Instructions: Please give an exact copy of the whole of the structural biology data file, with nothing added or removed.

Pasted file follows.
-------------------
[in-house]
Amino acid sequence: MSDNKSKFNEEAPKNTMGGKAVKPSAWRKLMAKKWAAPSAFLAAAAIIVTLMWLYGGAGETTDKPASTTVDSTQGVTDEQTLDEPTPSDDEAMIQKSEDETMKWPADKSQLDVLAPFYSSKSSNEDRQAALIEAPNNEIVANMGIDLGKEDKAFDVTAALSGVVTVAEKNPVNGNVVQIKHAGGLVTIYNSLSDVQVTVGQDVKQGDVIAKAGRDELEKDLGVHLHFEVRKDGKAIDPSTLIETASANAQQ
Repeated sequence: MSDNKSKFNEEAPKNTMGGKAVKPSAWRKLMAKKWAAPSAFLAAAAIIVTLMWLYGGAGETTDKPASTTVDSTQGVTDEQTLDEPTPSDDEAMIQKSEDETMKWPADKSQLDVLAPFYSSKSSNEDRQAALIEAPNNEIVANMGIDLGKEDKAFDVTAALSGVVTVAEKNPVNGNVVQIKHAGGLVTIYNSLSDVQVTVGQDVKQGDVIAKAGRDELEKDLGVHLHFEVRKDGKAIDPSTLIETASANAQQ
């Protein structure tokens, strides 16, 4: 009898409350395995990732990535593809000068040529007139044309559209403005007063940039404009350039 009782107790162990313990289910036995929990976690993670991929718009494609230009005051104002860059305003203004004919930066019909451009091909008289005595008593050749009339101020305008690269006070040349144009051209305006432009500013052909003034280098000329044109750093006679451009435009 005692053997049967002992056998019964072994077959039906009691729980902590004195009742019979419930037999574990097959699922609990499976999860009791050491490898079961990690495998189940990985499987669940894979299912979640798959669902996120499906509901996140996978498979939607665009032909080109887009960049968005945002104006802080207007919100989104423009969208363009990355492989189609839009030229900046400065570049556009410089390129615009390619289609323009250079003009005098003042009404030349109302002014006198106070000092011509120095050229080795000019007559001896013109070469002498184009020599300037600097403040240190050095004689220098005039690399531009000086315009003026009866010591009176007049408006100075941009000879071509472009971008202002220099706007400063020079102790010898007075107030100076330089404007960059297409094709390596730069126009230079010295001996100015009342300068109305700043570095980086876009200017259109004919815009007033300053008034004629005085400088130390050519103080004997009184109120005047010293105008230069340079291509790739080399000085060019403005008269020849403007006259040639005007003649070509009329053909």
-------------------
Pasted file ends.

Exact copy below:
[in-house]
Amino acid sequence: MSDNKSKFNEEAPKNTMGGKAVKPSAWRKLMAKKWAAPSAFLAAAAIIVTLMWLYGGAGETTDKPASTTVDSTQGVTDEQTLDEPTPSDDEAMIQKSEDETMKWPADKSQLDVLAPFYSSKSSNEDRQAALIEAPNNEIVANMGIDLGKEDKAFDVTAALSGVVTVAEKNPVNGNVVQIKHAGGLVTIYNSLSDVQVTVGQDVKQGDVIAKAGRDELEKDLGVHLHFEVRKDGKAIDPSTLIETASANAQQ
Repeated sequence: MSDNKSKFNEEAPKNTMGGKAVKPSAWRKLMAKKWAAPSAFLAAAAIIVTLMWLYGGAGETTDKPASTTVDSTQGVTDEQTLDEPTPSDDEAMIQKSEDETMKWPADKSQLDVLAPFYSSKSSNEDRQAALIEAPNNEIVANMGIDLGKEDKAFDVTAALSGVVTVAEKNPVNGNVVQIKHAGGLVTIYNSLSDVQVTVGQDVKQGDVIAKAGRDELEKDLGVHLHFEVRKDGKAIDPSTLIETASANAQQ
């Protein structure tokens, strides 16, 4: 009898409350395995990732990535593809000068040529007139044309559209403005007063940039404009350039 009782107790162990313990289910036995929990976690993670991929718009494609230009005051104002860059305003203004004919930066019909451009091909008289005595008593050749009339101020305008690269006070040349144009051209305006432009500013052909003034280098000329044109750093006679451009435009 005692053997049967002992056998019964072994077959039906009691729980902590004195009742019979419930037999574990097959699922609990499976999860009791050491490898079961990690495998189940990985499987669940894979299912979640798959669902996120499906509901996140996978498979939607665009032909080109887009960049968005945002104006802080207007919100989104423009969208363009990355492989189609839009030229900046400065570049556009410089390129615009390619289609323009250079003009005098003042009404030349109302002014006198106070000092011509120095050229080795000019007559001896013109070469002498184009020599300037600097403040240190050095004689220098005039690399531009000086315009003026009866010591009176007049408006100075941009000879071509472009971008202002220099706007400063020079102790010898007075107030100076330089404007960059297409094709390596730069126009230079010295001996100015009342300068109305700043570095980086876009200017259109004919815009007033300053008034004629005085400088130390050519103080004997009184109120005047010293105008230069340079291509790739080399000085060019403005008269020849403007006259040639005007003649070509009329053909």